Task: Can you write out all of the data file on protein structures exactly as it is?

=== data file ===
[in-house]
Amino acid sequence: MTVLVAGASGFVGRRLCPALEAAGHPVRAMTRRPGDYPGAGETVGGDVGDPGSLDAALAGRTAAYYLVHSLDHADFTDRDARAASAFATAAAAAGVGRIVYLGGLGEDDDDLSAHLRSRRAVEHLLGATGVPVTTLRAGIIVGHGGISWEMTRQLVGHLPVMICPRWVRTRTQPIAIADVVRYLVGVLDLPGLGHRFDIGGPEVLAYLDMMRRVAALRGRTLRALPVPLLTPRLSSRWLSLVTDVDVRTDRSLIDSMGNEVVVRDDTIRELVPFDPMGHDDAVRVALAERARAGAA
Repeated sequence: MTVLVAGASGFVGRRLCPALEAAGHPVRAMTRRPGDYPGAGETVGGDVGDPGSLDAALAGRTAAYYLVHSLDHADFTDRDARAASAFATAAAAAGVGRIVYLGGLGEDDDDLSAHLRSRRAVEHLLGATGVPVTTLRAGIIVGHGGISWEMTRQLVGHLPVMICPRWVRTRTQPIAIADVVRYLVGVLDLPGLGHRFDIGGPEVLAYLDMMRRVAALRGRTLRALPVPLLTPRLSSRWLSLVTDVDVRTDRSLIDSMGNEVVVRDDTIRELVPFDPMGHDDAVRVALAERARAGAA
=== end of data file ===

[in-house]
Amino acid sequence: MTVLVAGASGFVGRRLCPALEAAGHPVRAMTRRPGDYPGAGETVGGDVGDPGSLDAALAGRTAAYYLVHSLDHADFTDRDARAASAFATAAAAAGVGRIVYLGGLGEDDDDLSAHLRSRRAVEHLLGATGVPVTTLRAGIIVGHGGISWEMTRQLVGHLPVMICPRWVRTRTQPIAIADVVRYLVGVLDLPGLGHRFDIGGPEVLAYLDMMRRVAALRGRTLRALPVPLLTPRLSSRWLSLVTDVDVRTDRSLIDSMGNEVVVRDDTIRELVPFDPMGHDDAVRVALAERARAGAA
Repeated sequence: MTVLVAGASGFVGRRLCPALEAAGHPVRAMTRRPGDYPGAGETVGGDVGDPGSLDAALAGRTAAYYLVHSLDHADFTDRDARAASAFATAAAAAGVGRIVYLGGLGEDDDDLSAHLRSRRAVEHLLGATGVPVTTLRAGIIVGHGGISWEMTRQLVGHLPVMICPRWVRTRTQPIAIADVVRYLVGVLDLPGLGHRFDIGGPEVLAYLDMMRRVAALRGRTLRALPVPLLTPRLSSRWLSLVTDVDVRTDRSLIDSMGNEVVVRDDTIRELVPFDPMGHDDAVRVALAERARAGAA